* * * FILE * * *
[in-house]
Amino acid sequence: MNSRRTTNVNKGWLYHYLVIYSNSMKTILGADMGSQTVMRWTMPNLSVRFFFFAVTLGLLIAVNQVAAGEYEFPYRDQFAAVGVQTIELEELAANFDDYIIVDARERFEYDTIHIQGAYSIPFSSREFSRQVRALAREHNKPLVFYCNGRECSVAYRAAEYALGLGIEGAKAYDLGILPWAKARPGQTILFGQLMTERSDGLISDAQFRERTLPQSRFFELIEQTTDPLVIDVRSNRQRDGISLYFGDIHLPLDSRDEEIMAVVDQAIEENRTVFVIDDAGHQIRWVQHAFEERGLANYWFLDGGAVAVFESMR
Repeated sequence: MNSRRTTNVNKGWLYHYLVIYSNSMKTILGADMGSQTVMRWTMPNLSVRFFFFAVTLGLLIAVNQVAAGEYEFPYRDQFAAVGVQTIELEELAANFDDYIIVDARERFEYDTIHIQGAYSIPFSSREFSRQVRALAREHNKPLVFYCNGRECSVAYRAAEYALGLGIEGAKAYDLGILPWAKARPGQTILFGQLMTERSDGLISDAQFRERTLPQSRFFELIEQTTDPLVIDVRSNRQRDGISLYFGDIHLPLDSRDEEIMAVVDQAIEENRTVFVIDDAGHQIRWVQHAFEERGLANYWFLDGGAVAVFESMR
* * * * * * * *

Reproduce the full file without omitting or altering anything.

[in-house]
Amino acid sequence: MNSRRTTNVNKGWLYHYLVIYSNSMKTILGADMGSQTVMRWTMPNLSVRFFFFAVTLGLLIAVNQVAAGEYEFPYRDQFAAVGVQTIELEELAANFDDYIIVDARERFEYDTIHIQGAYSIPFSSREFSRQVRALAREHNKPLVFYCNGRECSVAYRAAEYALGLGIEGAKAYDLGILPWAKARPGQTILFGQLMTERSDGLISDAQFRERTLPQSRFFELIEQTTDPLVIDVRSNRQRDGISLYFGDIHLPLDSRDEEIMAVVDQAIEENRTVFVIDDAGHQIRWVQHAFEERGLANYWFLDGGAVAVFESMR
Repeated sequence: MNSRRTTNVNKGWLYHYLVIYSNSMKTILGADMGSQTVMRWTMPNLSVRFFFFAVTLGLLIAVNQVAAGEYEFPYRDQFAAVGVQTIELEELAANFDDYIIVDARERFEYDTIHIQGAYSIPFSSREFSRQVRALAREHNKPLVFYCNGRECSVAYRAAEYALGLGIEGAKAYDLGILPWAKARPGQTILFGQLMTERSDGLISDAQFRERTLPQSRFFELIEQTTDPLVIDVRSNRQRDGISLYFGDIHLPLDSRDEEIMAVVDQAIEENRTVFVIDDAGHQIRWVQHAFEERGLANYWFLDGGAVAVFESMR